But today it was like a terrorist organization, where it was very hard for them to move about, with less access to funding and ability to conduct new operations. He said Iraqis were fighting back and had taken back their lands.
Vice Admiral Miller, also the Commander of the Combined Maritime Force (CMF) said it was “a very unique organization” comprising 30 countries working together voluntarily.
He said on any given day, there were around 40 to 45 US ships in the region, and combined with the CMF members and others the total rises to around 70 ships, working in coordination to ensure maritime security in the region.
He said the region was witnessing unstable time, however on the contrary, the maritime environment was calm; oil was flowing out, while goods and services were entering the region, without any incident, as many countries in the Gulf get 80 per cent of food and other goods through the sea.
Vice Admiral Miller recalled the beautiful Margalla hills flanking the capital Islamabad and said he wished he had more time from his official engagements, so he could just walk around.
When asked about his favourite Pakistani dish, he mentioned Lamb Biryani as very tasty despite the fact that it was very spicy for the American taste buds.
Commodore Asif Hameed Siddiqui SI(M) of Pakistan Navy who is now commanding the 30-nation Combined Task Force (CTF) 151 said Pakistan was playing an active role in keeping international merchant shipping lanes safe from attacks by pirates and terrorist activities, through constant vigilance.
“Pakistan’s continuous presence in the area has made our region safe,” he told the visiting Pakistan media team.
It is for the sixth time that Pakistan has assumed the command of Combined Task Force 151, while it has commanded the Combined Maritime Task Force 150 for seven times. Commodore Siddiqui becomes one of the 13 Pakistan Navy officers who commanded one of the two naval task forces – CTF 150 or the CTF 151.
Commodore Siddiqui said Pakistan has put in phenomenal resources in the task forces under the CMF and was one of the first countries to join.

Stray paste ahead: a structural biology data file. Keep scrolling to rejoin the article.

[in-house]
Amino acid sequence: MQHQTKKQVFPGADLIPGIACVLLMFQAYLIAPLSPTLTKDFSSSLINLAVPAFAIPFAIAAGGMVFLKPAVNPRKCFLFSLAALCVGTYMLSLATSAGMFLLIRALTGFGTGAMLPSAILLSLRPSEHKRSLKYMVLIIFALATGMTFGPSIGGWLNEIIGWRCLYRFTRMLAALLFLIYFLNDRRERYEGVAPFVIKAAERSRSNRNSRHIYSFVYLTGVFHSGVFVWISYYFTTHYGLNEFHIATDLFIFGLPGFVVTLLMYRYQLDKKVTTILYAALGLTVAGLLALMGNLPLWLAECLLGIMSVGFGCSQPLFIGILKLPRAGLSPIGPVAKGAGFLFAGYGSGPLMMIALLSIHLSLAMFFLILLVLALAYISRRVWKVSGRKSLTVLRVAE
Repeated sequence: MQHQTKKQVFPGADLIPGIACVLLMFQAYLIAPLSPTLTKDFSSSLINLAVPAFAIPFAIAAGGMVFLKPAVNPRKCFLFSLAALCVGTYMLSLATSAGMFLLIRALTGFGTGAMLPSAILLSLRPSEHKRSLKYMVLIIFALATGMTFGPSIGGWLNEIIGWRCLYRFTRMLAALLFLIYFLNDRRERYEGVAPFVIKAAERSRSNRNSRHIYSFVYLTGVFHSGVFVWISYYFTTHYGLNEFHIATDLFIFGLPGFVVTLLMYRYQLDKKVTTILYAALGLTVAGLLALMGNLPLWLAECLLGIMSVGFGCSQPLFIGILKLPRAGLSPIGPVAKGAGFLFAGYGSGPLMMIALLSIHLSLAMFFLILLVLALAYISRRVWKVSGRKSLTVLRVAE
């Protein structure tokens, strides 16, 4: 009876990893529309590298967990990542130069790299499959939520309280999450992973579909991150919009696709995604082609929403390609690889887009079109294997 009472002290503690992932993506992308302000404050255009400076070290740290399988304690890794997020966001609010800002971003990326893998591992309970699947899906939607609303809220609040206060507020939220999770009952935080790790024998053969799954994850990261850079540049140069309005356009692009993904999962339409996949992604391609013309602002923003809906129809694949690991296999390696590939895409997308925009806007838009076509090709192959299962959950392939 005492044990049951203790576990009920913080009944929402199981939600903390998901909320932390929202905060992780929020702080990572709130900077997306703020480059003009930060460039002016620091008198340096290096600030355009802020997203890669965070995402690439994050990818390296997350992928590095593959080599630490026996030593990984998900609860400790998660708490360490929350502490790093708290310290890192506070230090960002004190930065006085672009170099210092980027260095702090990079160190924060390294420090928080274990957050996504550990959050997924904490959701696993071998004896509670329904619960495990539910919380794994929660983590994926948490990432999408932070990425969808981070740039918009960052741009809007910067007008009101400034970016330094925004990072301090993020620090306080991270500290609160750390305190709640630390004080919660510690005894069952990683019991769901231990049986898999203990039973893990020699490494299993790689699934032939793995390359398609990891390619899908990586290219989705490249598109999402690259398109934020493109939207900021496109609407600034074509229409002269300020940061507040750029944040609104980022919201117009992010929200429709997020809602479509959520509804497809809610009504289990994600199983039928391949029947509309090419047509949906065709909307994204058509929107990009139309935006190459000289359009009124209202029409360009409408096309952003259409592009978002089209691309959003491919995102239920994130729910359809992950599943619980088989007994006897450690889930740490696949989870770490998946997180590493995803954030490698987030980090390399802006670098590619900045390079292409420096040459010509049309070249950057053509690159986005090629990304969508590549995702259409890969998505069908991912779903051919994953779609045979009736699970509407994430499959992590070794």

“We know our coast, seas and the region much better and it is in our interest that we patrol our own area,” he said.
He said the task-oriented mandate allows sharing of experiences, capacity building, improved training, besides providing a good learning experience.
He said the force was also playing a key role in checking flow of illegal immigrants and helps check the money trail that can go to fund terrorist activities.
He said if any vessel carrying illegal immigrants is spotted, the Maritime Security Agency of Pakistan or in other cases the authorities of coastal states are informed.
Combined Task Force 150 (CTF-150) was one of three task forces operated by Combined Maritime Forces (CMF) with a mission to promote maritime security, counter terrorist acts and related illegal activities, which terrorists use to fund or conceal their movements.
CTF-150’s area of operation includes some of the world’s busiest shipping lanes, spanning over two million square miles, covering the Red Sea, Gulf of Aden, Indian Ocean and Gulf of Oman excluding the Arabian Gulf.
Over 23,000 shipping movements per year are recorded and includes main shipping routes from the Far East to Europe and the US with over one third of the world’s oil passing through the Area of Operation (AOR) each year.
The area also contains three narrow waterways, know as `choke points’, where vessels are required to pass closely between two shorelines, with limited maneuverability and are more vulnerable.